My son is about to turn 5! I wanted to use this milestone as an opportunity to reflect on what motherhood means to me. When I was pregnant with my son Ali -6 YEARS AGO, WHA?! Geez, times flies, I was already learning- and unlearning– so much about myself; my rapidly changing body, bladder? what bladder! My life goals- maybe being a workaolic wasnt worth it? And especcially the way I saw the world. But it wasn’t till the weeks after giving birth when I truly felt a dramatic shift. My reflections below are my attempt to document and reflect on the various stages of my evolution as a mama ( or Dada, as my son calls me…)
“Pregnancy is a numinous and magical state. It is a time when the barrier between the conscious and unconscious realm thins. It is a time to feel the presence of another soul developing alongside your own. It is a time when inner voices offer wise counsel louder and more clearly than usual, when we become aware that life is a continuum, when a woman may experience a bodily sense that everything around her is alive.http://www.mysticmamma.com/pregnancy-is-a-numinous-state
“One of the most fundamental changes that will occur is that your gaze, your focus, will shift”.
I often bring up that had people met me before I became a mother, they might not have recognized me. They might have thought I was a different person. But this isn’t completly honest. It wasn’t simply motherhood, but everything after that unfolded parts of myself that needed to bloom but were only seedlings, (strong personal boundaries, self-love and self-care). As well as expanding already existing parts of me (My creativity, my ability to advocate for myself, my lack of patience for dishonesty, my loyality).
I understand my case is extreme because it wasn’t just birth, but the subsquent divorce, loss of a best female friend, rearrangment of my community of support, and strong focus on my writing life that furthered my mama-evolution.
After birthing my son a noticed a sudden shift in focus. I distinctly remember the feeling that my vision had changed physically. The world outside my window became suddenly clearer…colors and sounds were vividly, painfully sharp. Sirens outside become defeningly loud, the smog from busy intersection traffic felt chokingly dense… the air harder to breath. Everything took on a sharper, denser, harsher quality. I couldn’t shake the unmistable notion that the life I had built thus far and the world in general, was not good enough for my baby. Everything, the dust motes in the corners, the squeky door hinges, the slice of bread that toasted a little too dark- made me feel that I already failed as a mother.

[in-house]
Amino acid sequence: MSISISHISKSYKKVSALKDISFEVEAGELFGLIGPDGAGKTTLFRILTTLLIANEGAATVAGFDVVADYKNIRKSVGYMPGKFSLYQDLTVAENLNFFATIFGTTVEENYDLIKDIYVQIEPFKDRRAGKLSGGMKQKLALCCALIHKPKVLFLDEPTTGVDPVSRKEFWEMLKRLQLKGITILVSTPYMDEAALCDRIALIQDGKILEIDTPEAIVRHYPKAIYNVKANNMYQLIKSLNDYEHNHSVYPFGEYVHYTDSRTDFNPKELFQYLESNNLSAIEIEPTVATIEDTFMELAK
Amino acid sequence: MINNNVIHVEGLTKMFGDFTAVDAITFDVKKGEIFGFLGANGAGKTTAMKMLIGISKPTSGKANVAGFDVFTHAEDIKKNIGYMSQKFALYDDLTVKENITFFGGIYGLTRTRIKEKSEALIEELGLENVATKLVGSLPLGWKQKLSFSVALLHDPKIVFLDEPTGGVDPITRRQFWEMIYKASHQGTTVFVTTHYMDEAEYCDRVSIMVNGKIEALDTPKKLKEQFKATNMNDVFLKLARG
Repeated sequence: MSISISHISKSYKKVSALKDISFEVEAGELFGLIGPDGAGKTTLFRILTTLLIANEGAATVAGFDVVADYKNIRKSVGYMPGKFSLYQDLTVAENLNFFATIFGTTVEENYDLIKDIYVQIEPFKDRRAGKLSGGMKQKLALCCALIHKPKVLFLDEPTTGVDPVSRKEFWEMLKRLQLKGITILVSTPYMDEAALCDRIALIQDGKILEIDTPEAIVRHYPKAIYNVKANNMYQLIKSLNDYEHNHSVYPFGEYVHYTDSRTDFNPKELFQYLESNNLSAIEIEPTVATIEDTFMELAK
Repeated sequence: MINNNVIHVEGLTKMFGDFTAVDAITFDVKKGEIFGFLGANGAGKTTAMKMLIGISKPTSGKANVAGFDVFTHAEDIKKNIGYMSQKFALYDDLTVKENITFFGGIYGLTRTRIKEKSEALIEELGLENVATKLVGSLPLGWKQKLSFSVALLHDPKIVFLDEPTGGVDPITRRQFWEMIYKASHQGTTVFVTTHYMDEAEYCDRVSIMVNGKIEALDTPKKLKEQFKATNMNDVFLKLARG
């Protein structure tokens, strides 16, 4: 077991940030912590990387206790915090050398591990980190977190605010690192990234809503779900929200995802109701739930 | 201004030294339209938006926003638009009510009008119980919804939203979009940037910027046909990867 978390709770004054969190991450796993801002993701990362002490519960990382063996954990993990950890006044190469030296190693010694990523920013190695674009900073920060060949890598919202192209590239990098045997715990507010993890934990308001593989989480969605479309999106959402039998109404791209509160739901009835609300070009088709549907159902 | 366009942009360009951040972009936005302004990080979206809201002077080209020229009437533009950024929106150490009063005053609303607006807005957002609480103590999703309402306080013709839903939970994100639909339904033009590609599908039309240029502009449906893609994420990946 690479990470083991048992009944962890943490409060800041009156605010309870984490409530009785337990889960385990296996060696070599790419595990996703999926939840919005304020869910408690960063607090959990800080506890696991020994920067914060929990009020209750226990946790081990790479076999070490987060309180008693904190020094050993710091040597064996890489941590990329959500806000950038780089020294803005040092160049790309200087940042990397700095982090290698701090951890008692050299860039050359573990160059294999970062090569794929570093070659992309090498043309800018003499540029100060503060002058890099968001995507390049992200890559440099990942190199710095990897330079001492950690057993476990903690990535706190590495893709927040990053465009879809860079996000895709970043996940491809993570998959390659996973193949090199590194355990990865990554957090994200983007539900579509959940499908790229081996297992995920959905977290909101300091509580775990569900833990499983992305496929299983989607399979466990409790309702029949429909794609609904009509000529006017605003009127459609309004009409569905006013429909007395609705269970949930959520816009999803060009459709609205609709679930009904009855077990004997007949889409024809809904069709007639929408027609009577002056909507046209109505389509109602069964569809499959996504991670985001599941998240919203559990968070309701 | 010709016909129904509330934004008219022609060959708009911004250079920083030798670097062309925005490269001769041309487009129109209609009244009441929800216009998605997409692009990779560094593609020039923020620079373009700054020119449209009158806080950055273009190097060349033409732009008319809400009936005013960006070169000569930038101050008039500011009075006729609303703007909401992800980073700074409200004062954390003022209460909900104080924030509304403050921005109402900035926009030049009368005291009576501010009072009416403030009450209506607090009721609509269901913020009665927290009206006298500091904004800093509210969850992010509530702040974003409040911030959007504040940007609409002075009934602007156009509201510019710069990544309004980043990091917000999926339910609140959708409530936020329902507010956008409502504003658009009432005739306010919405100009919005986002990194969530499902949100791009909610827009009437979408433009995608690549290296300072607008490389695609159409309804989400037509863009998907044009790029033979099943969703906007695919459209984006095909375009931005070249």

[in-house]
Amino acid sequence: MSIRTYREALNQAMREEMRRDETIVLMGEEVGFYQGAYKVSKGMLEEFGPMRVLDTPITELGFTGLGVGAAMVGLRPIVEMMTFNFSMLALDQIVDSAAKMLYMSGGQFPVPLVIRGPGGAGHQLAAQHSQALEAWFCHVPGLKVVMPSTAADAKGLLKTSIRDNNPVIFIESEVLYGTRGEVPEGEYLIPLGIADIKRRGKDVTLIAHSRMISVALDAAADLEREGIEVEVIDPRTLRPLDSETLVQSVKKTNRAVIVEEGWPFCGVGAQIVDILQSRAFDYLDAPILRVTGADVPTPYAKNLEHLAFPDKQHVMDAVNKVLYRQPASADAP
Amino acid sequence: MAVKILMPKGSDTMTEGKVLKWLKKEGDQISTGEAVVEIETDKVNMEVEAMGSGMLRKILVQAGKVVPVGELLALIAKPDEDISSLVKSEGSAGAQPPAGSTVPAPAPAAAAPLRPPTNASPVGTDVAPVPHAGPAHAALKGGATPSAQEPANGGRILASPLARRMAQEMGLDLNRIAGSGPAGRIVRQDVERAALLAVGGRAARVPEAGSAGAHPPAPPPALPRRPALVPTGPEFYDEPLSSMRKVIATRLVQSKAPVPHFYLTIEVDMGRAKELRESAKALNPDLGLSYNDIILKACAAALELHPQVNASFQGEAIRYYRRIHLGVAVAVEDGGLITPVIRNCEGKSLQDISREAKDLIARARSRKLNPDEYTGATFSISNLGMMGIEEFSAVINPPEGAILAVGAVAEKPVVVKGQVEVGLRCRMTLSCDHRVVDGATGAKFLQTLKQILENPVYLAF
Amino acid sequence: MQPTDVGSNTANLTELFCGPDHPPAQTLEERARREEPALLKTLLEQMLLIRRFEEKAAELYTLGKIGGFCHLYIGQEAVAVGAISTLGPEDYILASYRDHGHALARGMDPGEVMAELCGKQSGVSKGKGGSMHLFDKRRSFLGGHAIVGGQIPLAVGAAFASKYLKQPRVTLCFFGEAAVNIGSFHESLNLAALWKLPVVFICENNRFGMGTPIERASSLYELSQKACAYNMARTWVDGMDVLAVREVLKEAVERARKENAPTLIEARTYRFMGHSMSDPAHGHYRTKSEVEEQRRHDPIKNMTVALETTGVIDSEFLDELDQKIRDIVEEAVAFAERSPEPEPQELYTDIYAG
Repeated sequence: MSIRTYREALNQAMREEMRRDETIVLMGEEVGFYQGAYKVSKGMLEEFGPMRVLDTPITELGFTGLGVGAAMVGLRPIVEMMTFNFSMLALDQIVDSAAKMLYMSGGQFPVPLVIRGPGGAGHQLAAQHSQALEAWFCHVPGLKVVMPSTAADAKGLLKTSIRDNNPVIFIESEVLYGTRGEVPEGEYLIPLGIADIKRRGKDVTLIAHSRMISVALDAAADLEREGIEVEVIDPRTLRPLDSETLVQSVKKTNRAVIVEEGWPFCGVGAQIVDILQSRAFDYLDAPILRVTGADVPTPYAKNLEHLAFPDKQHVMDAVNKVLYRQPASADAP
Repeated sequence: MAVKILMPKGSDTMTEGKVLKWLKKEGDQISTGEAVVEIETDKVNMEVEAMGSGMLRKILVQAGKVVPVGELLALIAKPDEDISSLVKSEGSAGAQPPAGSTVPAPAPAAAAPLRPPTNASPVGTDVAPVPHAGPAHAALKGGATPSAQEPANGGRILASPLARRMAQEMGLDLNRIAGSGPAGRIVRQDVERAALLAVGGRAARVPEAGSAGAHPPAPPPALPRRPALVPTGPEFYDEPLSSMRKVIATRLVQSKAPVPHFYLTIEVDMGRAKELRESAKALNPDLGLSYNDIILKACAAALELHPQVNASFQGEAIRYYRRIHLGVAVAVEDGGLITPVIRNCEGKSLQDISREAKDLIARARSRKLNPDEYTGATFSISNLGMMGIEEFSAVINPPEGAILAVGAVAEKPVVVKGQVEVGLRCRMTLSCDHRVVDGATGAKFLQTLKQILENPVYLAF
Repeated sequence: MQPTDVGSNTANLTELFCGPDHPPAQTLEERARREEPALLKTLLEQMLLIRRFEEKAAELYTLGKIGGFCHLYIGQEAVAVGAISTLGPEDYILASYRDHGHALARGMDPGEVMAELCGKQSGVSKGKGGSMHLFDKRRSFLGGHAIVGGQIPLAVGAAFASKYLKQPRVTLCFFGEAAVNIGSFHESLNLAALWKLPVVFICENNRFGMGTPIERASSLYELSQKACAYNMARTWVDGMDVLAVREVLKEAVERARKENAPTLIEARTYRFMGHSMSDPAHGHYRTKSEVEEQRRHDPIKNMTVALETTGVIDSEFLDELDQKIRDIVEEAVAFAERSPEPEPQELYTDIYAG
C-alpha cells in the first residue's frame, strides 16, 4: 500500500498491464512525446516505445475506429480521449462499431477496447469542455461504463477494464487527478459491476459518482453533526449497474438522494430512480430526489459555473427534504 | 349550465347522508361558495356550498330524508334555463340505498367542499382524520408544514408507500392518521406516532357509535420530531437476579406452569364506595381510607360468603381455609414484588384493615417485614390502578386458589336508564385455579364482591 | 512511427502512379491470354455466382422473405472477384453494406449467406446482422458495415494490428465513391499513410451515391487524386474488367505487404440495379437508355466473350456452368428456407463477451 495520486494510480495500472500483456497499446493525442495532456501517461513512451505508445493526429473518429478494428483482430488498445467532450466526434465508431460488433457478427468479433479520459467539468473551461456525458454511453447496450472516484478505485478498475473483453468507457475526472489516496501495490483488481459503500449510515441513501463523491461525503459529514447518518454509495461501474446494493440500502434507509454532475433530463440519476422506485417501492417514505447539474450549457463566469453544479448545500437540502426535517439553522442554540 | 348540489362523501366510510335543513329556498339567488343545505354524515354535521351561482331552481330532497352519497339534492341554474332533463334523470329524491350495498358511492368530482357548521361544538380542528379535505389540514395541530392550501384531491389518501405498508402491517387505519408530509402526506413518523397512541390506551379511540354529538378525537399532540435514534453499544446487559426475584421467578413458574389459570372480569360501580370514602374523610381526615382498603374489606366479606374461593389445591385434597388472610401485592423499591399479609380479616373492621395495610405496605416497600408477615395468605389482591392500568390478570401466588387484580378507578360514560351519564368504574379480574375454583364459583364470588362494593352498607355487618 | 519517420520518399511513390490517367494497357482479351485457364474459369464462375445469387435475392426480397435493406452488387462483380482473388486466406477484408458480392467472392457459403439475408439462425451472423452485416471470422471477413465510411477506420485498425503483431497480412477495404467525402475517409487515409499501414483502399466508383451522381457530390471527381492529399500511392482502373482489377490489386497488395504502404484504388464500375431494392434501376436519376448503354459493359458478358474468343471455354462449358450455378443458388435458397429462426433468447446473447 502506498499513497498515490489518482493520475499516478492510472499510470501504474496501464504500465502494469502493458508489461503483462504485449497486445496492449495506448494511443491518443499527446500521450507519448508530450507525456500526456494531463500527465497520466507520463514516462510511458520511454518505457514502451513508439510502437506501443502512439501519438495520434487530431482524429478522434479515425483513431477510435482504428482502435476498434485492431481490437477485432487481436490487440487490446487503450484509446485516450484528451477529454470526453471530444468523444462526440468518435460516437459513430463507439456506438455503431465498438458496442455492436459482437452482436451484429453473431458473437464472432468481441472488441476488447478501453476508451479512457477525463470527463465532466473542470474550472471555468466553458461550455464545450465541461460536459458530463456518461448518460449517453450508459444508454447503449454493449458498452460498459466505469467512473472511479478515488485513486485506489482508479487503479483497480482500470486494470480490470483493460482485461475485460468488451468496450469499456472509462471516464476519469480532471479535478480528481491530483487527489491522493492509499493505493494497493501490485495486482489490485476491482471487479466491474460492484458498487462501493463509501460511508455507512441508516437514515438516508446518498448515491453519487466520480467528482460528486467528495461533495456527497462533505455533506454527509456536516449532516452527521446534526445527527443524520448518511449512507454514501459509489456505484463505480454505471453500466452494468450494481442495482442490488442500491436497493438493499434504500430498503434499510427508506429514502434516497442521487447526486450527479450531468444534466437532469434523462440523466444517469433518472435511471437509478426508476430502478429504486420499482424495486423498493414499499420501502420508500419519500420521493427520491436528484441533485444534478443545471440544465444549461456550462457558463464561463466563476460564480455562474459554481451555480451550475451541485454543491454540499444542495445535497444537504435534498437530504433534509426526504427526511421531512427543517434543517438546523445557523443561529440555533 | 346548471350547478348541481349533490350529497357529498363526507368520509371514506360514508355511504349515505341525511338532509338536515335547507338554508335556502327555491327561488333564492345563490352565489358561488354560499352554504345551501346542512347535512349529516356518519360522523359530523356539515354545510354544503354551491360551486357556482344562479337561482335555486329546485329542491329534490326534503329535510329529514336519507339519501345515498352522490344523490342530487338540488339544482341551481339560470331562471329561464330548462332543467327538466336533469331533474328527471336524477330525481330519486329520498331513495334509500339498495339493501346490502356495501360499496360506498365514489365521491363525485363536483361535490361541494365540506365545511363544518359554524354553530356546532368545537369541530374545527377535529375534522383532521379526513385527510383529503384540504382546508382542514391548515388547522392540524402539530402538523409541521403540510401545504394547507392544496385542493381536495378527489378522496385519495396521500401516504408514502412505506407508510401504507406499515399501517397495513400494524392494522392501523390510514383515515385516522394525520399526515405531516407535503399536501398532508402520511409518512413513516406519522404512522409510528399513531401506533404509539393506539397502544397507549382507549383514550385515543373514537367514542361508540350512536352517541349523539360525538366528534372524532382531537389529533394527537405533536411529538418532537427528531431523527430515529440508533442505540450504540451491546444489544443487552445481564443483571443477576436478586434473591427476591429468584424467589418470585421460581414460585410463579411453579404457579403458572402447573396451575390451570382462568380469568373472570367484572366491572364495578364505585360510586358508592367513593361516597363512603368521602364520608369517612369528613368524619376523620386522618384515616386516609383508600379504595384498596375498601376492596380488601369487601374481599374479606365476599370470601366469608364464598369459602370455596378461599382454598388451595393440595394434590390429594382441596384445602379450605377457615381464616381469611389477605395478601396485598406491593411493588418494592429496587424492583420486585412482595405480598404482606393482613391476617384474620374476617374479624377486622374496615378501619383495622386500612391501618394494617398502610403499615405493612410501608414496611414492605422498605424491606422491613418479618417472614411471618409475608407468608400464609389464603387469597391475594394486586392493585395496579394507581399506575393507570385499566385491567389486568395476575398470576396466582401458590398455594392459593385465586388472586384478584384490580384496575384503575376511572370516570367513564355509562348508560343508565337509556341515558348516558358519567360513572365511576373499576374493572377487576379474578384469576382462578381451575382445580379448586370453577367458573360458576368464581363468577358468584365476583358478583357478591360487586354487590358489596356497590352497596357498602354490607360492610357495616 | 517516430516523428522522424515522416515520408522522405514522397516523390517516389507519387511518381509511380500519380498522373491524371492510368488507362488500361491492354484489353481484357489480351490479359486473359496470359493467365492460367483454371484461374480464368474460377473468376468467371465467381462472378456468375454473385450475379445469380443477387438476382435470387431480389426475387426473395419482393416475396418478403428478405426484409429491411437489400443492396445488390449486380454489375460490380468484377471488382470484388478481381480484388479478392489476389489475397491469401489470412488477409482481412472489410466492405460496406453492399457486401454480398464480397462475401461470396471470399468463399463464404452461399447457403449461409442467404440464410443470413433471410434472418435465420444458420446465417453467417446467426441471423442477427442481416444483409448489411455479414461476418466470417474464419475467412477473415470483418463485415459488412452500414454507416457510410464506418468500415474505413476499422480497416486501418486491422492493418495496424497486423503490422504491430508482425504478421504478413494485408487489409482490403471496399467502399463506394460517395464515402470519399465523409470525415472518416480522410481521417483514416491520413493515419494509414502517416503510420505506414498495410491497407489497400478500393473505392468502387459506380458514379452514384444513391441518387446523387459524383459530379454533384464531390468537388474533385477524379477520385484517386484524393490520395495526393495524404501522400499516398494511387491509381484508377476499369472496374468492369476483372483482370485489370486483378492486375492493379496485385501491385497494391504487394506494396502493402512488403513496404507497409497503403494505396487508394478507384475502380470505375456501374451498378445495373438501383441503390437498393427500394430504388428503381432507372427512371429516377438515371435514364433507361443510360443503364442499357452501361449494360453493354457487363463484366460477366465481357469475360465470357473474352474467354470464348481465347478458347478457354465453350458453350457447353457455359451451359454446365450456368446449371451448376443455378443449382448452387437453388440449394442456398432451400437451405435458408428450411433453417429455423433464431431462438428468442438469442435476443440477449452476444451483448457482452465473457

I know many first time mothers feel this in some degree in the first few weeks and its natural, but at the time, it felt like I was touching on the tip of something that lay much deeper. Suddenly there was no room for gray area, it was either black or white, acceptable or not, for our new lives together. So imagine how I felt when I was the only one doing the cooking, cleaning, bath and bed times…or when my then husband told me he didn’t want to be with me any more after months of sleep deprivation, excuslive nursing, arguing nonsensically about silly things… I knew this life, this frazzled, emotionally charged energy did not belong in the same world with my baby.
“As mothers we become the nurturers, the caretakers, and the ones that have the ability and responsibility to heal the past and create a new future for our children. Through our choices and our willingness to become more aware, we open to the possibility of healing and transmuting what has been with what can be.”
The past five years of motherhood has been an incredible journey of awakening and refocusing…the most important part of the above quote for me is about “our choices” No where else in my life before motherhood have my choices taken center stage. The fact that my choices and willingness to revise old patteren opens the possibilities of healing deeply entrenched ancestrial wounds ( spanking, yelling, unhealthy parent-child or intimate partner dynamics ) and charting the course for a new way forward ( honest, gentle, healthy communication with others as well as my child) has simultaniously been the most challenging and rewarding aspects of parenthood. It certainly was not easy transitioning to single parenthood or putting emotional hurts or ego aside for the sake of healthy co-parenting arrangements, but it was worth it. It was worth it to keep an eye towards the big picture of ensuring that my child was surrounded by people who loved him and who respected each other.